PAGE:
Warner Bros. President Jeff Robinov Talks GREEN LANTERN 2; Misunderstands Why GREEN LANTERN Failed

     August 2, 2011


Now that all big four superhero movies have come out this summer, Green Lantern is clearly the biggest disappointment of the bunch.  Rather than charge into production on a sequel, Warner Bros. was forced to take a tepid wait-and-see approach to the international box office and home entertainment sales.  But Green Lantern 2 is certainly still in the studio’s mind and President Jeff Robinov believes that the problem wasn’t the concept but the execution.  However, the flaws he sees in the execution weren’t the ones that sunk the movie.

Hit the jump for what Robinov said the sequel needs to do in order to “improve” on the original.

Robinov tells Hero Complex:

“We had a decent opening* so we learned there is an audience. To go forward we need to make it a little edgier and darker with more emphasis on action… And we have to find a way to balance the time the movie spends in space versus on Earth.”

None of that was why Green Lantern sucked.  I didn’t sit through Green Lantern thinking, “If only this movie where edgier, darker, and better balanced between the time spent in space and the time spent on Earth.”  I sat through Green Lantern thinking, “How many remedial screenwriting 101 students did it take to scribble this on to a cocktail napkin?”  The movie is a paint-by-numbers screenplay and yet it’s still an absolute mess.  I won’t squeeze in my own review of Green Lantern but you should really check out Topless Robot’s “re-write” if you want a inspired breakdown of why the movie is awful.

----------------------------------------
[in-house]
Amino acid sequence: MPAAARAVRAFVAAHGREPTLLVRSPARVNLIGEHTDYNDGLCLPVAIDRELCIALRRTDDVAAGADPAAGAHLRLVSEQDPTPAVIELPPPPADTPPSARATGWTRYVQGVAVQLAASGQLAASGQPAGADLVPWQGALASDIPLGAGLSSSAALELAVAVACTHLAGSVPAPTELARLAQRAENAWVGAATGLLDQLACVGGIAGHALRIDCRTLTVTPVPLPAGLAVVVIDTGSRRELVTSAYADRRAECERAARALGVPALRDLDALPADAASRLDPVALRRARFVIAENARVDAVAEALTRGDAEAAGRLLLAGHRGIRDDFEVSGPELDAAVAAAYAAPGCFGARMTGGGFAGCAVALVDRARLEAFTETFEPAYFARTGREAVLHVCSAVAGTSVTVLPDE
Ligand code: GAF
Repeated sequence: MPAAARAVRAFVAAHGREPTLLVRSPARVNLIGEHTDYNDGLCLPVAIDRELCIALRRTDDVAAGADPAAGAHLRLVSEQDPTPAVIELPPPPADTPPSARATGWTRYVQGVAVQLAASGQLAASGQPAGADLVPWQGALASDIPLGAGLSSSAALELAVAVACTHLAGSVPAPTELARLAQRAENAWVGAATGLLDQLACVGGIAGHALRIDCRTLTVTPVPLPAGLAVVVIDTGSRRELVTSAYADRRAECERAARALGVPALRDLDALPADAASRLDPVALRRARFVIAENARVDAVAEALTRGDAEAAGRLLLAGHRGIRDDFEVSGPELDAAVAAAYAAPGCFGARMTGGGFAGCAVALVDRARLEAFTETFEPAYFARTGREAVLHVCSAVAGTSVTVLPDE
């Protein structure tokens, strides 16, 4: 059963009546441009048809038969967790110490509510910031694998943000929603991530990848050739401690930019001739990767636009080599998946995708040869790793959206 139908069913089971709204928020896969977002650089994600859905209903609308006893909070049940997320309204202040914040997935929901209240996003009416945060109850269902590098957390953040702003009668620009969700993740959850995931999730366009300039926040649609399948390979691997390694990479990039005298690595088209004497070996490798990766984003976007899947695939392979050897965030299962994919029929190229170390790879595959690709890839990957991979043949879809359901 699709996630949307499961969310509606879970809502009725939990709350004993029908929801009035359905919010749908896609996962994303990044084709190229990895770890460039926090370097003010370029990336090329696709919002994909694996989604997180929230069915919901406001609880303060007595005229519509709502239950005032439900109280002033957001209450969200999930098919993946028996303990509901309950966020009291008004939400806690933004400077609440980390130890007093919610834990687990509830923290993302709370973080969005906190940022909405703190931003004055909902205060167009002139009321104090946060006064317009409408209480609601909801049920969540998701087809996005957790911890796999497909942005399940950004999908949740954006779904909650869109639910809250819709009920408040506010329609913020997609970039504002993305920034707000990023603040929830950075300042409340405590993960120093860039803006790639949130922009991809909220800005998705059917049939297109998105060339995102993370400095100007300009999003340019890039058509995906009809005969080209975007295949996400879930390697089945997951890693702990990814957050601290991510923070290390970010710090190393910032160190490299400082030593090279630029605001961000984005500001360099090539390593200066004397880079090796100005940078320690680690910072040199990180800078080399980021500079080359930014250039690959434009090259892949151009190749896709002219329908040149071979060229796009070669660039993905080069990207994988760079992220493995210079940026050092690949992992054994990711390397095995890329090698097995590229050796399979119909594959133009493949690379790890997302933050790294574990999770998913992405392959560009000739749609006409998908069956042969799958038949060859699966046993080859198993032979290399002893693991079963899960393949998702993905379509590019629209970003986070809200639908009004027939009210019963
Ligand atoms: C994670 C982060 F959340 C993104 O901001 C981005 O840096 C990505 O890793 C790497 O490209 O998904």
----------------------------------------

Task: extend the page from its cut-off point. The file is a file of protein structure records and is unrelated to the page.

As we previously reported Greg Berlanti, Michael Green, and Marc Guggenheim had written a treatment for the sequel and that screenwriter Michael Goldenberg would return to write the script.  However, unnamed sources tell Hero Complex that “Warner will likely make significant changes to the outline, if not start over from scratch, in developing a sequel.”  That would be a step in the right direction.

Hero Complex reiterates that it’s unlikely that Martin Campbell would return to direct.  Warner Bros. were reportedly “not thrilled” with his work, which seems like an unfair criticism.  Campbell is a journeyman director who was saddled with an atrocious screenplay.  It’s the same reason I don’t hold any of the cast responsible.  Nothing in the movie is great but nothing is as bad as the script.  And if WB execs really think the problem was the tone or the balance of time between Earth and Oa, then I don’t have much hope for the sequel.

*Any opening will be decent if there’s enough marketing muscle behind a movie.  Warner Bros. didn’t dump millions upon millions selling and marketing Green Lantern to learn that there was an audience.  It was a disappointment by any metric.

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